The Pew Internet Project completed a survey of 2,277 U.S. adults and found that 35 percent of respondents owned a smartphone. Twenty-five percent of smartphone owners preferred using the phone for browsing the Internet over a personal computer. However, one third of smartphone owners do not have access to high-speed broadband at home. Fifty-nine percent of households that earn an income of $75,000 or more had at least one smartphone user and 48 percent of people with an undergraduate college degree owned a smartphone.
Adults between the ages of 25 to 34 years old are most likely to own a smartphone, while 44 percent of adults over 65 years old didn’t own a cell phone at all. Hispanic and African-American adults are more likely to own a smartphone than Caucasians, and men are more likely to be smartphone owners than women. Eighty-seven percent of the respondents use the phone to browse the Web while 68 percent of that group did so daily. Smartphone owners are more likely to own a laptop over a desktop computer, and tablet adoption is more than four times higher with smartphone owners over owners of simple cell phones. E-reader adoption is about twice as much with smartphone owners as well. Adults who didn’t own a cell phone at all are most likely to own a desktop computer.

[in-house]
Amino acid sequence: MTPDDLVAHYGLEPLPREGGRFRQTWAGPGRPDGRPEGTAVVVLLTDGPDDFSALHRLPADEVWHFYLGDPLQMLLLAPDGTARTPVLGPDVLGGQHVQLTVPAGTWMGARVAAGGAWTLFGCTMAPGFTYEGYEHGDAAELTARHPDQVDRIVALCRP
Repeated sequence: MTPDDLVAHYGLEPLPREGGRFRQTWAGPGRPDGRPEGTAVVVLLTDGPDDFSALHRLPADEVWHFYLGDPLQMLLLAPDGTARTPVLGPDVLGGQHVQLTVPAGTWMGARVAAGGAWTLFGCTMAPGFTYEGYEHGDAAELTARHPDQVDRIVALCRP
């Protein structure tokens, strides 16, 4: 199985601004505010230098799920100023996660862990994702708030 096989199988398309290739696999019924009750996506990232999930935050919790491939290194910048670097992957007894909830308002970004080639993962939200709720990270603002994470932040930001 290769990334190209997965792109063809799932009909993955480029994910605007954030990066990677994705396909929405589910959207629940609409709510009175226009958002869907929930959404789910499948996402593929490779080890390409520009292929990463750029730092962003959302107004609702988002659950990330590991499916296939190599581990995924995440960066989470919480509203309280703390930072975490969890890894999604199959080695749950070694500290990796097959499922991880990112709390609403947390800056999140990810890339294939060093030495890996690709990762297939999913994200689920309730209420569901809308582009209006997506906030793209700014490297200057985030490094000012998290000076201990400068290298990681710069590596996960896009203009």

iPhones and BlackBerry phones are three to four more times likely to be found in affluent, well-educated households. BlackBerry ownership is also more likely to be found with adults who are employed. iPhone ownership is more likely to be found in urban or suburban areas over rural locales. When smartphone owners were asked to describe the phone with a single word, the most common answers were “convenient”, “great” and “good”. While the words were overwhelmingly positive, negative descriptions included “expensive” and “frustrating”.